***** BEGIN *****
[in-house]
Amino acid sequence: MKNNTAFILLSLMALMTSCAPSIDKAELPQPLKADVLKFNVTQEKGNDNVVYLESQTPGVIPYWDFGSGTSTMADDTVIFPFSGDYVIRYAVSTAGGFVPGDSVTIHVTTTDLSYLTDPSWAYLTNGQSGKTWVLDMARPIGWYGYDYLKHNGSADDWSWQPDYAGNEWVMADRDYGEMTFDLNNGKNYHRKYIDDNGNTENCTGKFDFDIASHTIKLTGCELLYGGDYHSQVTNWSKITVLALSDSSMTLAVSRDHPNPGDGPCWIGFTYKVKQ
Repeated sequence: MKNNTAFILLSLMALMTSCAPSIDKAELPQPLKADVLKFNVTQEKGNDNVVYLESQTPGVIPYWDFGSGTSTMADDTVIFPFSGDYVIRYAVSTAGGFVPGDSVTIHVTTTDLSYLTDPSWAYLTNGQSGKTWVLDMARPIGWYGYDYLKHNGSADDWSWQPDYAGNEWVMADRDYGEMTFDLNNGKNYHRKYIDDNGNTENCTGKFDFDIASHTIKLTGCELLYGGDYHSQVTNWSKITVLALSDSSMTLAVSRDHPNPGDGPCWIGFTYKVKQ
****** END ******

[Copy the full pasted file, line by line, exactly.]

[in-house]
Amino acid sequence: MKNNTAFILLSLMALMTSCAPSIDKAELPQPLKADVLKFNVTQEKGNDNVVYLESQTPGVIPYWDFGSGTSTMADDTVIFPFSGDYVIRYAVSTAGGFVPGDSVTIHVTTTDLSYLTDPSWAYLTNGQSGKTWVLDMARPIGWYGYDYLKHNGSADDWSWQPDYAGNEWVMADRDYGEMTFDLNNGKNYHRKYIDDNGNTENCTGKFDFDIASHTIKLTGCELLYGGDYHSQVTNWSKITVLALSDSSMTLAVSRDHPNPGDGPCWIGFTYKVKQ
Repeated sequence: MKNNTAFILLSLMALMTSCAPSIDKAELPQPLKADVLKFNVTQEKGNDNVVYLESQTPGVIPYWDFGSGTSTMADDTVIFPFSGDYVIRYAVSTAGGFVPGDSVTIHVTTTDLSYLTDPSWAYLTNGQSGKTWVLDMARPIGWYGYDYLKHNGSADDWSWQPDYAGNEWVMADRDYGEMTFDLNNGKNYHRKYIDDNGNTENCTGKFDFDIASHTIKLTGCELLYGGDYHSQVTNWSKITVLALSDSSMTLAVSRDHPNPGDGPCWIGFTYKVKQ